Technology is not a threat for jobs in UAE
Key topics discussed at World Economic Forum in Dubai.
GCC youth don't get jobs because they are not equipped with the right kind of skills and relying on degrees and diplomas, experts said at the World Economic Forum conference in Dubai on Sunday.
"Skills will become the main currency of the labour market. Generally, people assume that if they have got a degree from the right kind of university that somehow translates into a job. That is often not true. If Gulf countries want true meritocracy in the labour market, they need to switch to skill-based currency as opposed to relying on degree and diplomas. We need to look at both emerging jobs and emerging skills," said Saadia Zahidi, head of the Centre for the New Economy and Society at the WEF, during a panel discussion.
His Highness Sheikh Mohammed bin Rashid Al Maktoum, Vice-President and Prime Minister of the UAE and Ruler of Dubai, inaugurated the event in Dubai on Sunday. He also received WEF president Borge Brende during the third annual meeting of the Global Future Councils.
Sheikh Hamdan bin Mohammed bin Rashid Al Maktoum, Crown Prince of Dubai; Sheikh Maktoum bin Mohammed bin Rashid Al Maktoum, Deputy Ruler of Dubai; and Sheikh Ahmed bin Mohammed bin Rashid Al Maktoum, also attended the opening ceremony.
"Advanced technologies and sciences are shaping the future. In the UAE, we are keen to harness advanced technologies to enhance the progress of humanity," Sheikh Mohammed said.
"We are proud of the UAE's contribution to humanity's journey of progress, and its transition to a future driven by new advanced technologies. We are working hard to equip future generations with the skills that will be required in the future. Hosting the annual meeting of the Global Future Councils is part of our vision for enhancing the UAE's contributions to improving the conditions of human society. It reflects our aspirations and our constant efforts to ensure the best possible future for our people," he said.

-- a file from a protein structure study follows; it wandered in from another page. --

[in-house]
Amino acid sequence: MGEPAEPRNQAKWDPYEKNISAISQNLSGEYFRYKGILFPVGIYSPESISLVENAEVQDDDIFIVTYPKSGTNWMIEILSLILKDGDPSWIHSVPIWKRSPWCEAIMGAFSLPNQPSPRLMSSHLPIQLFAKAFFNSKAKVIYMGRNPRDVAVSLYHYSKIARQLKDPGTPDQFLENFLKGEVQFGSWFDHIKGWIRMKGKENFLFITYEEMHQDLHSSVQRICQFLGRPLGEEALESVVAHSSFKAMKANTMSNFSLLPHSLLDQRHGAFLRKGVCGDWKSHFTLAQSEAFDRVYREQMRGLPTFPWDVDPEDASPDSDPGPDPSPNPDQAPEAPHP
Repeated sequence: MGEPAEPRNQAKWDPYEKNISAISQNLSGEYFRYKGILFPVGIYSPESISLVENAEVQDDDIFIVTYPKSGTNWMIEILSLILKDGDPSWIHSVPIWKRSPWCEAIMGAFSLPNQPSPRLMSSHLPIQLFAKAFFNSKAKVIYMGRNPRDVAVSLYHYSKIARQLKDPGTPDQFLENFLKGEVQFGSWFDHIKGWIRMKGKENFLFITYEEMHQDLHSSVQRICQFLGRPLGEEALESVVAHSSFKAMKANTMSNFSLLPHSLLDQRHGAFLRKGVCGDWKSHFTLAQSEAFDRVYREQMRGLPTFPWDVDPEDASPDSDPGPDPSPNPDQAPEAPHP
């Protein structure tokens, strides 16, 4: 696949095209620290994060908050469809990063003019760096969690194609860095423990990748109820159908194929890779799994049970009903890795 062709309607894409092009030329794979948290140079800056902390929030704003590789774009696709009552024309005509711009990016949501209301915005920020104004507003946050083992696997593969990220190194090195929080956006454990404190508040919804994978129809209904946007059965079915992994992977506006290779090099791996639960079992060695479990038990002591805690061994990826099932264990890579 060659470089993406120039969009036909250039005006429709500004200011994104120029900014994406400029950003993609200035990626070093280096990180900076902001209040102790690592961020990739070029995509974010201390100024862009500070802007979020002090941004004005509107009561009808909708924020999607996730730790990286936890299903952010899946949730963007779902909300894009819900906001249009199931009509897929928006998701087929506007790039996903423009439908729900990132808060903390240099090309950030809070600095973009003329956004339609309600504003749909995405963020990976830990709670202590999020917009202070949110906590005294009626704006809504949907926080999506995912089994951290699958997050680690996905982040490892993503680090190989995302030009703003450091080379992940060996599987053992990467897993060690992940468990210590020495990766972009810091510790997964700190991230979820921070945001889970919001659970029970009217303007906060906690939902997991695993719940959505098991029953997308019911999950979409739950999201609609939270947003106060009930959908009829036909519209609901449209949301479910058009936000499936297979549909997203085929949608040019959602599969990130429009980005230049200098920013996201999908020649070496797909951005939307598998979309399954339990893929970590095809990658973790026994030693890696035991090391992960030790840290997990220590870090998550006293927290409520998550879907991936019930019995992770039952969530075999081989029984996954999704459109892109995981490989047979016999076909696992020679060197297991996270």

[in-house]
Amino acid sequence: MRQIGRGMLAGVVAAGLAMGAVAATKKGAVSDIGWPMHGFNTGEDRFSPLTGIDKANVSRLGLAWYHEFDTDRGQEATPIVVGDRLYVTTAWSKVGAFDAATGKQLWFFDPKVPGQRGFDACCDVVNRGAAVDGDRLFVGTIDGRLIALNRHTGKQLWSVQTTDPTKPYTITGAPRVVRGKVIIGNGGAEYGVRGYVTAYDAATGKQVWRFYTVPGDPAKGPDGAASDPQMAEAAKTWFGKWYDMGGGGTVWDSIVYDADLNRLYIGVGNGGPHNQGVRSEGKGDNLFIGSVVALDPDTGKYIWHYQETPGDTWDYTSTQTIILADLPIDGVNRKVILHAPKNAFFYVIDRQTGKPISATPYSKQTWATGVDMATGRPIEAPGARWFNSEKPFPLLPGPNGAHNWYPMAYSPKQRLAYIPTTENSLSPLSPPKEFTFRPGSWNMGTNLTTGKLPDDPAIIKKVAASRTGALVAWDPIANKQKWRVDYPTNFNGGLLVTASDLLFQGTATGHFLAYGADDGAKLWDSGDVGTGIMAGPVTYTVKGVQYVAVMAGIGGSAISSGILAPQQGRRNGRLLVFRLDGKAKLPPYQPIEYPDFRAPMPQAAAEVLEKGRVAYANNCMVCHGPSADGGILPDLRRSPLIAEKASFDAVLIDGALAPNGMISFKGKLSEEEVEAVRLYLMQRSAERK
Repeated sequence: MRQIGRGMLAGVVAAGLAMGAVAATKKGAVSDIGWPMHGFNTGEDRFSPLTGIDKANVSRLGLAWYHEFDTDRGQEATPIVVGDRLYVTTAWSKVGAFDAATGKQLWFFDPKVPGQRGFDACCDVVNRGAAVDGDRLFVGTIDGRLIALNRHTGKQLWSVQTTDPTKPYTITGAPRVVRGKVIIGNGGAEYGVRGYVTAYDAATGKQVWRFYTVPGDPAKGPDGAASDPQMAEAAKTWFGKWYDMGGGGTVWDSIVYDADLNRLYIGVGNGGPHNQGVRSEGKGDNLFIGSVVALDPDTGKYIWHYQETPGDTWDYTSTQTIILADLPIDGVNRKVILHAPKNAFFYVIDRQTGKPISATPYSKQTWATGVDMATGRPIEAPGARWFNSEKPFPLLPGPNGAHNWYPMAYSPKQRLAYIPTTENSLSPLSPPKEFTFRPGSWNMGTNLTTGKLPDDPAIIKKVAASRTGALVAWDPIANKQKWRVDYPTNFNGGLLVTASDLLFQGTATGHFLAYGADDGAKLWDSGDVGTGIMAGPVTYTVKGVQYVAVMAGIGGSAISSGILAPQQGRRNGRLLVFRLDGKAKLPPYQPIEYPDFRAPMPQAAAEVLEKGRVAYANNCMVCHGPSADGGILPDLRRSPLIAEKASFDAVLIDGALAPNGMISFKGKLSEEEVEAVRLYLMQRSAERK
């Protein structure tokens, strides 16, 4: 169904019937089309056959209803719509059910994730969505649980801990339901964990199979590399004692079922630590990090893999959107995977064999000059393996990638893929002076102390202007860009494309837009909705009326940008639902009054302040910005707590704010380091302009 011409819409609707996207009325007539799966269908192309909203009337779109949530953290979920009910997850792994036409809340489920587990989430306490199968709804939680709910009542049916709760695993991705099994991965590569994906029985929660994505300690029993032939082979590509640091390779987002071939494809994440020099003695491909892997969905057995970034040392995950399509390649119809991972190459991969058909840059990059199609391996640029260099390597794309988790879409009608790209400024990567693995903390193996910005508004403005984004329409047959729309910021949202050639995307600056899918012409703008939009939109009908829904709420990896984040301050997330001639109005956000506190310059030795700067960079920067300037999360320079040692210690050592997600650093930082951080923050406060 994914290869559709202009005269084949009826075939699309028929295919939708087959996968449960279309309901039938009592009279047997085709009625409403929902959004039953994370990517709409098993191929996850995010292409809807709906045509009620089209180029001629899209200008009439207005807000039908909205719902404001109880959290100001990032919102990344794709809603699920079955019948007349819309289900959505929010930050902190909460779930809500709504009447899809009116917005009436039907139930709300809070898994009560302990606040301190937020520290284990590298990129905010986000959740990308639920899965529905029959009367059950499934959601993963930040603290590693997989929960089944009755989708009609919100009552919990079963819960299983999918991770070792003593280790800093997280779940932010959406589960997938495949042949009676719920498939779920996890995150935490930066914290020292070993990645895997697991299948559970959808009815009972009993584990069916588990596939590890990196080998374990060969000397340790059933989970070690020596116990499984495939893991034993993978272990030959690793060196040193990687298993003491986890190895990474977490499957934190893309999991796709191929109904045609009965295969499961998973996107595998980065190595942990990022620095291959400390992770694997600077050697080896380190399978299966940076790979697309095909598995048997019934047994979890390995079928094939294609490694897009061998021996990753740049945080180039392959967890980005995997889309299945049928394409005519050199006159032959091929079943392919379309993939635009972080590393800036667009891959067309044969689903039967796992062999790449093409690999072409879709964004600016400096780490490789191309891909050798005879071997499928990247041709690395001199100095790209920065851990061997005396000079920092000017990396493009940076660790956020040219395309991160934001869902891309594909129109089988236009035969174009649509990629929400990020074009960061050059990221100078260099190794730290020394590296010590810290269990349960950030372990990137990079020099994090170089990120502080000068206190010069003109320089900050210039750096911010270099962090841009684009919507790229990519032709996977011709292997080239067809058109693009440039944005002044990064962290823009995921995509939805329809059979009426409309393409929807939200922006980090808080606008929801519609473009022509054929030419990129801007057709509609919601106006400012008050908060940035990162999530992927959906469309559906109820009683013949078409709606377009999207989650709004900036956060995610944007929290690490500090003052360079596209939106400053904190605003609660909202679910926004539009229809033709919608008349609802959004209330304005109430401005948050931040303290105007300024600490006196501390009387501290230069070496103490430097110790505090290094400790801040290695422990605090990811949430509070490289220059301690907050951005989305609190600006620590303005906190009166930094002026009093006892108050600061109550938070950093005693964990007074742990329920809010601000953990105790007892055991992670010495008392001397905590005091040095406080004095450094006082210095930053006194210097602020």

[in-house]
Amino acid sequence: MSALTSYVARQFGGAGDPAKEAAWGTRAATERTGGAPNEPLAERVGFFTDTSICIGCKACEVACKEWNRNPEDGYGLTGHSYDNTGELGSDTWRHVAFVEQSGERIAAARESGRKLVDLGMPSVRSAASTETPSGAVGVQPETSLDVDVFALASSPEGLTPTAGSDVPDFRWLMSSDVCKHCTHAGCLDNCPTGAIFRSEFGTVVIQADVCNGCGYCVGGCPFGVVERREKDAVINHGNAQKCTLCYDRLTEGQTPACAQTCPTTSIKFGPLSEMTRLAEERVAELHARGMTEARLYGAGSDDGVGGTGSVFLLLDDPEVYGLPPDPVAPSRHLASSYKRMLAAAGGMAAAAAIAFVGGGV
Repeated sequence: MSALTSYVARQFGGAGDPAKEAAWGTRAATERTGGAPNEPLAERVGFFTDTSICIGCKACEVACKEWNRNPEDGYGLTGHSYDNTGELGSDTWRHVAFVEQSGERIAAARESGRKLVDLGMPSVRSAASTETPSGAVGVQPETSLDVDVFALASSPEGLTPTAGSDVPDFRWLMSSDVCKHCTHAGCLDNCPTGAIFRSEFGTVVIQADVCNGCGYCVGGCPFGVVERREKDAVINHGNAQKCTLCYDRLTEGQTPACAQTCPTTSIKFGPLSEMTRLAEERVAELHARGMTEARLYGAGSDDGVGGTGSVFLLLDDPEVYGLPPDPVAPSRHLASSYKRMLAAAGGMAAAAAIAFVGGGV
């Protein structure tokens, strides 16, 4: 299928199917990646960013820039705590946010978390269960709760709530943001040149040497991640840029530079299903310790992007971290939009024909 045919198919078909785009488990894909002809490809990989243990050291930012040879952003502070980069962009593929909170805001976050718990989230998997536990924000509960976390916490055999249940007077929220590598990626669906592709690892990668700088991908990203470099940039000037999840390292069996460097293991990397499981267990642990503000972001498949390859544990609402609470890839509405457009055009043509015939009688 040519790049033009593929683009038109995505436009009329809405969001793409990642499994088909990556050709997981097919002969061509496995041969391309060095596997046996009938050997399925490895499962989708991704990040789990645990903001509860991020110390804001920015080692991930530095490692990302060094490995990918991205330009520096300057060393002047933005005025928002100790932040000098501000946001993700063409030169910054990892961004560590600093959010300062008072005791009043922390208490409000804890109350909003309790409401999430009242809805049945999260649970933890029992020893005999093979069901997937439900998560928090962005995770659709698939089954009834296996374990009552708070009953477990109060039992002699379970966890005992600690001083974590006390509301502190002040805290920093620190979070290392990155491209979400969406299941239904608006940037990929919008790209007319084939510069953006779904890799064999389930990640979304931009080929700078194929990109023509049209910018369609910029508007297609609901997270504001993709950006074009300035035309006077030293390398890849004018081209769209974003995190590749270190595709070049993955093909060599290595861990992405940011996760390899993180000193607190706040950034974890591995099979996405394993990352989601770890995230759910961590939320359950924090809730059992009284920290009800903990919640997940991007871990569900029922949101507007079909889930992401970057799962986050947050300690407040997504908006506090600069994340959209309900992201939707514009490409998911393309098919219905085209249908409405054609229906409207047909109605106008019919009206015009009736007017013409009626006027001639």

Zahidi said some parts of unemployment in the Gulf region are structural unemployment. In other cases, the young people who are seeking jobs might have a job on paper that matches with their supposed degree. But the reason they don't get it is because they don't have right kind of skills - they don't know how to work as a team, how to present themselves, how to conduct in a workplace and don't have great marketing skills for themselves or for the company they are joining.
"There are a number of these 'software skills' - critical thinking, analytical thinking and active listening - which are often missing in the education system of the region whether it is kindergarten level, primary, secondary or university. So there is a need for reforms," she told Khaleej Times during an interview on the sidelines of the forum.
She pointed out that jobs related to software and application developer, analysts, data analysts, sales and marketing professionals, general operational managers, sales representatives, financial analysts, human resource specialists, assembly and factory workers and financial and investment advisors will be demand over the next four years.
These are the kinds of roles that are coming up but they are not all technology-specific roles.
Andrew McAfee, principal research scientist at the Massachusetts Institute of Technology, emphasised that innovators and entrepreneurs create more jobs than they destroy.
"They are the job-creation engine. In the countries with high employments, the huge majority of jobs come from the private sector. We need robust education to deliver what people need. We need excellent infrastructure as most of it is crumbling. We need government to support basic research," he said.
He said there are a one million layoffs a month in the US as the country doesn't face quantity job problem but quality job problem. "We need to teach critical thinking but we don't know how to do it."
Speaking during the panel discussion, Mariana Mazzucato, professor of economics of innovation and public value, University College London, said that the hoarding of capital is affecting the job market. "When you have $2 trillion in the US and $2 trillion in Europe in hoarding that hurts jobs market," she said.
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